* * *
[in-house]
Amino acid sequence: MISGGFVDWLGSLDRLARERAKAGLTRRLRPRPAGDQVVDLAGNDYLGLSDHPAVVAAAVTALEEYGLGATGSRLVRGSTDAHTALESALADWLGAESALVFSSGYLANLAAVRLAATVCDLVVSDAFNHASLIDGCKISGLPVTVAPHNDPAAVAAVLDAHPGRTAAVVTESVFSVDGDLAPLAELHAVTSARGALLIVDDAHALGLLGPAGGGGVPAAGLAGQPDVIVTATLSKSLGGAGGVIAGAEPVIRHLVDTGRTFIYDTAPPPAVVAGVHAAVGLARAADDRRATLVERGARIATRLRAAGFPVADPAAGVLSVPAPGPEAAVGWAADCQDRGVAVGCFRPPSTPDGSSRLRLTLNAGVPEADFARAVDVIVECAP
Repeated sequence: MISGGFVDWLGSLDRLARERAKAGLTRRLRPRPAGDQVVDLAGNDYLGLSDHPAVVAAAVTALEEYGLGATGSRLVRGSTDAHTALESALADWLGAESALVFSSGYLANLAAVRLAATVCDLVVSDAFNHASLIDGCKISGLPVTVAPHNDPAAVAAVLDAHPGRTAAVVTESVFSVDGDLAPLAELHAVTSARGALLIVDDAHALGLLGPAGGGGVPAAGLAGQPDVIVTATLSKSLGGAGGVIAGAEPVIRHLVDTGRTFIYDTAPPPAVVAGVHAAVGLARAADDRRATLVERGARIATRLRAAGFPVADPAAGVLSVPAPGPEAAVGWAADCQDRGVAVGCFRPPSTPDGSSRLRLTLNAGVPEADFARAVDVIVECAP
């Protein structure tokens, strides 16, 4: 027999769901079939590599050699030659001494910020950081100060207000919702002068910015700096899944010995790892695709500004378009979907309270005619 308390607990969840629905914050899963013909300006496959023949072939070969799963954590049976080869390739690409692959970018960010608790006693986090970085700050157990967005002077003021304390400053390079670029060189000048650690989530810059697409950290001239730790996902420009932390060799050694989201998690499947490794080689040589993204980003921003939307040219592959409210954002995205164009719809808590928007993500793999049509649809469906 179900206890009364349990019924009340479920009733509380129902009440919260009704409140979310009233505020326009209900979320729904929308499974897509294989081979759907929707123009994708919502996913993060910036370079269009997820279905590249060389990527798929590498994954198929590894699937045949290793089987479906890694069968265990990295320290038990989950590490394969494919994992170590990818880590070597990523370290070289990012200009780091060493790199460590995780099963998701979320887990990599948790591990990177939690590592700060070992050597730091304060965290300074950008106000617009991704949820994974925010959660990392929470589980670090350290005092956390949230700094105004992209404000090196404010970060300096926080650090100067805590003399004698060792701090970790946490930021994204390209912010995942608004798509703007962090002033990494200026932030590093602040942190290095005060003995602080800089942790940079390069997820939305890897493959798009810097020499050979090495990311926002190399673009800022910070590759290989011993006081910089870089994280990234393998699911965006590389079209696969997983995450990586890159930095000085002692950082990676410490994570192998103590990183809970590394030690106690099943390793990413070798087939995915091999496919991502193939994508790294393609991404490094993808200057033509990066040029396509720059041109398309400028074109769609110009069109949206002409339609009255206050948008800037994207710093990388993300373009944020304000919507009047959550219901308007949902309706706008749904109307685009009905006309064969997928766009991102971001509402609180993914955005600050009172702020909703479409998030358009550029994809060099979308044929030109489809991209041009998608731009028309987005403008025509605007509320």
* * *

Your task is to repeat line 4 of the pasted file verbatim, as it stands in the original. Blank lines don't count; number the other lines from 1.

């Protein structure tokens, strides 16, 4: 027999769901079939590599050699030659001494910020950081100060207000919702002068910015700096899944010995790892695709500004378009979907309270005619 308390607990969840629905914050899963013909300006496959023949072939070969799963954590049976080869390739690409692959970018960010608790006693986090970085700050157990967005002077003021304390400053390079670029060189000048650690989530810059697409950290001239730790996902420009932390060799050694989201998690499947490794080689040589993204980003921003939307040219592959409210954002995205164009719809808590928007993500793999049509649809469906 179900206890009364349990019924009340479920009733509380129902009440919260009704409140979310009233505020326009209900979320729904929308499974897509294989081979759907929707123009994708919502996913993060910036370079269009997820279905590249060389990527798929590498994954198929590894699937045949290793089987479906890694069968265990990295320290038990989950590490394969494919994992170590990818880590070597990523370290070289990012200009780091060493790199460590995780099963998701979320887990990599948790591990990177939690590592700060070992050597730091304060965290300074950008106000617009991704949820994974925010959660990392929470589980670090350290005092956390949230700094105004992209404000090196404010970060300096926080650090100067805590003399004698060792701090970790946490930021994204390209912010995942608004798509703007962090002033990494200026932030590093602040942190290095005060003995602080800089942790940079390069997820939305890897493959798009810097020499050979090495990311926002190399673009800022910070590759290989011993006081910089870089994280990234393998699911965006590389079209696969997983995450990586890159930095000085002692950082990676410490994570192998103590990183809970590394030690106690099943390793990413070798087939995915091999496919991502193939994508790294393609991404490094993808200057033509990066040029396509720059041109398309400028074109769609110009069109949206002409339609009255206050948008800037994207710093990388993300373009944020304000919507009047959550219901308007949902309706706008749904109307685009009905006309064969997928766009991102971001509402609180993914955005600050009172702020909703479409998030358009550029994809060099979308044929030109489809991209041009998608731009028309987005403008025509605007509320």